Companion Plants for Corn and What Not to Plant With Corn in the Garden

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Corn is one of the most famous crops for companion planting. Corn is one of the crops used in the companion plant combo called the Three Sisters. Native Americans planted corn, pole beans, and winter squash together in order to gain benefits from each of the crops to help all three of them thrive. But companion planting for corn can go beyond just those 3 crops.

In this post we go over companion plants for corn in the garden and what not to plant with corn.

Why should you use companion plants for corn?

By using companion plants for corn you can do the following for your corn crop.

  • Help attract beneficial insects
  • Repel and deter unwanted pests and insects
  • Create beneficial ground cover
  • Add important nutrients like nitrogen to the soil
Companion Plants for Corn

Good Companion Plants for Corn

  • Basil
  • Borage
  • Cucumbers
  • Dill
  • Lettuce
  • Marigolds
  • Melons
  • Mint
  • Hyssop
  • Sage
  • Nasturtiums
  • Parsley
  • Peas
  • Pole Beans
  • Bush Beans
  • Peppers
  • Potatoes
  • Pumpkins
  • Sunflowers
  • Thyme
  • Winter Squash

Basil will help deter maize weevils when the leaves fall and dry around the corn. You can also plant basil around your corn as a border to help deter maize weevils.

Related Reading: Companion Plants for Basil

Cucumber vines can use the corn for support, and their prickly vines can deter pests from the corn it’s growing near.

Borage will help attract beneficial insects to help with pollination and they will also help keep pests away from growing corn.

Dill attracts pollinators and other beneficial insects.

Lettuce can benefit from corn by taking advantage of the shade corn casts with it’s long stalks. Find other companion plants for lettuce here.

Marigolds and Nasturtiums help keep unwanted pests, like aphids, away from corn crops. Marigolds are work best as a companion plant when planted as a border to your companion crop. Find out what else makes good companion plants for marigolds here.

Melons grow as a vine. When the vine grows along the ground it can help be a ground cover that can keep moisture in the soil and help prevent weeds from growing where your corn is growing.

Mint, Hyssop, and Sage will repel animals that could graze on your crops, like deer. Grazing deer can be detrimental to a corn crop.

Parsley can help bring beneficial insects to the garden to help control pests like earworms and cutworms.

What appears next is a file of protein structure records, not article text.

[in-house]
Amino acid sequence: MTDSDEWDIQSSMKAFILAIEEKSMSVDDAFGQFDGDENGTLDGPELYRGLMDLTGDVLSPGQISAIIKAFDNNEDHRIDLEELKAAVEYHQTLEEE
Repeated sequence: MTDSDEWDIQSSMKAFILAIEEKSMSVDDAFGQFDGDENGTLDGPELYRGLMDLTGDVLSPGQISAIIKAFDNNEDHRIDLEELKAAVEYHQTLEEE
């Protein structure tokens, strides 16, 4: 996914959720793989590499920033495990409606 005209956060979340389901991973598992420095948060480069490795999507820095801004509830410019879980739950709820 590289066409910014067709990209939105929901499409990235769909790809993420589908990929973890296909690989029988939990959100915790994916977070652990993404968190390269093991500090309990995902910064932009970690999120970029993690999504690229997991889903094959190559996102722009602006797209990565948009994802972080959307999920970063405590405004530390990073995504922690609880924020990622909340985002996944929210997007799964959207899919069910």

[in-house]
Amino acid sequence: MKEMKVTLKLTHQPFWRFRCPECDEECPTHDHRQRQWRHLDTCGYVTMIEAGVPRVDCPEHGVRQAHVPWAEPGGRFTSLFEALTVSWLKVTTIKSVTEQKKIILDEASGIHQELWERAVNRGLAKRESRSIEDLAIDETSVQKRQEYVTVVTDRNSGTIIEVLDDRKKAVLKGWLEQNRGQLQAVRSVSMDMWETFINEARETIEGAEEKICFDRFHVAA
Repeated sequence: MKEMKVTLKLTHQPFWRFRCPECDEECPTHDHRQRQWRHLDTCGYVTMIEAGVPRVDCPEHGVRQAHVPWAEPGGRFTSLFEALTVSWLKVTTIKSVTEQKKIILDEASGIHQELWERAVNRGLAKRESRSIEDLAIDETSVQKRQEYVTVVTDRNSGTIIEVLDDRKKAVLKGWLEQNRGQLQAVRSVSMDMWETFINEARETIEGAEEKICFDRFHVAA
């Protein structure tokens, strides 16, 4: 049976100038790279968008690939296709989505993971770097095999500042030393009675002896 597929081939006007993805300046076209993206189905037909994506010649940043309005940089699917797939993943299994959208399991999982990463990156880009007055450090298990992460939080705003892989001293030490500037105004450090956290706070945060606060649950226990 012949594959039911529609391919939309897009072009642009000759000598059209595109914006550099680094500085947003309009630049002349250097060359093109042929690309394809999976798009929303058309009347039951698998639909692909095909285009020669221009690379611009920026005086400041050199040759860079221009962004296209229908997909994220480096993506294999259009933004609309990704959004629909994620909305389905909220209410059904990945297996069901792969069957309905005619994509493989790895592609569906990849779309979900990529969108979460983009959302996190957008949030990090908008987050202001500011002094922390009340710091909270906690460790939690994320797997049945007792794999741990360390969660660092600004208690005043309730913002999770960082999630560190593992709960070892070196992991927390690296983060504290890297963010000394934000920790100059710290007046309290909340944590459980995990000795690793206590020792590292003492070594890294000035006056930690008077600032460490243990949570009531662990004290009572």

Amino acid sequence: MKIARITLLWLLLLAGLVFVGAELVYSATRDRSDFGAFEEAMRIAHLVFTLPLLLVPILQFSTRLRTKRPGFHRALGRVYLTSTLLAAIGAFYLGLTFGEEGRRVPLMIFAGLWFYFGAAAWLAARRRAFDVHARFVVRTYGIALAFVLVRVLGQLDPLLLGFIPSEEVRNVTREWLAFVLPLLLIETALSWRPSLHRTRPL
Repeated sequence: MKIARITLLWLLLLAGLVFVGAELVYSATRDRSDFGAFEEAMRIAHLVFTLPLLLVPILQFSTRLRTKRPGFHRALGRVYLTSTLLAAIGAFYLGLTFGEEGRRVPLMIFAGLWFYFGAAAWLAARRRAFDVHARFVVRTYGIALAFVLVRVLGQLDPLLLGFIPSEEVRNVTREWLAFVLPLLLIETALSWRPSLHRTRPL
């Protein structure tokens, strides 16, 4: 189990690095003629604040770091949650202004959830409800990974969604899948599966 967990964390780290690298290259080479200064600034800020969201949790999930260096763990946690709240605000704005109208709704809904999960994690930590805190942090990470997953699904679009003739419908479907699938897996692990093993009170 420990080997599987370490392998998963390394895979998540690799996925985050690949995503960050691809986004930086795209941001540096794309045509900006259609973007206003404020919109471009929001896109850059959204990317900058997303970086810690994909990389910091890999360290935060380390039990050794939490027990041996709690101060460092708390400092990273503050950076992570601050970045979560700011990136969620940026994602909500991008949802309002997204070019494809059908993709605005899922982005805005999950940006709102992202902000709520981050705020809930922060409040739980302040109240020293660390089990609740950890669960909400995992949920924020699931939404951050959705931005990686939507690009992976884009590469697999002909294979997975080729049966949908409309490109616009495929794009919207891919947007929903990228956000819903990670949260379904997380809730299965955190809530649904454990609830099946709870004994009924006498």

Pole Beans are a mutually beneficial companion plant for corn. The beans will help add nitrogen to the soil. The pole beans can benefit from being planted with corn because they can use the stalks as support. This can take away the need to build a trellis or other type of support for the beans.

Related Reading: Companion Plants for Green Beans

Bush Beans won’t benefit from using corn as a trellis, but they can still provide extra nitrogen to the soil to give your corn a steady amount of nitrogen that it needs to grow well.

Related Reading: Different Types of Green Beans You Can Grow In The Garden

Peas are another type of legume that will add nitrogen to the soil.

Peppers (both hot peppers and bell peppers) can benefit from being planted near corn because corn can provide protection from the wind.

Related Reading: Companion Plants for Bell Peppers

Potatoes gain the most benefit when being used for a companion plant with corn by helping protect the potato plants from wilt. Find other companion plants for potatoes here.

Sunflowers when planted near corn can help attract beneficial insects that will kill unwanted insects.

Thyme can keep earworms away from your corn crop.

Winter Squash act as a natural mulch by providing ground cover. Like melons, winter squash can help keep moisture in the soil. Another benefit to planting winter squash with corn is that the vines are prickly and can deter pests from getting to the corn crop.

What Not To Plant With Corn

  • Cabbage
  • Celery
  • Broccoli
  • Brussels Sprouts
  • Cauliflower
  • Kale
  • Kohlrabi
  • Eggplant
  • Fennel
  • Swiss Chard
  • Tomatoes

Broccoli, Brussels Sprouts, Cabbage, Cauliflower, and Kale don’t do well when planted with corn because corn casts too much shade for these crops to grow well. These crops are also what is called a heavy feeder, this means that they need a lot of nutrients and would take those away from the corn if they were growing next to each other.

Related Reading: Companion Plants for Kale

Tomatoes can attract earworms and hornworms. Having tomatoes planted with corn can cause even more of these pests to be attracted to your crop, so it’s best to keep these two crops in separate areas of your garden. Find good companion plants for tomatoes here.

Eggplant can also attract hornworms. Eggplant is also a heavy feeder, which will compete for nutrients in the soil. Find good companion plants for eggplant here.

Fennel can inhibit the growth of most crops if it’s planted with them, so fennel is best to be planted alone.

Companion Plants for Corn and What Not to Plant With Corn in the Garden

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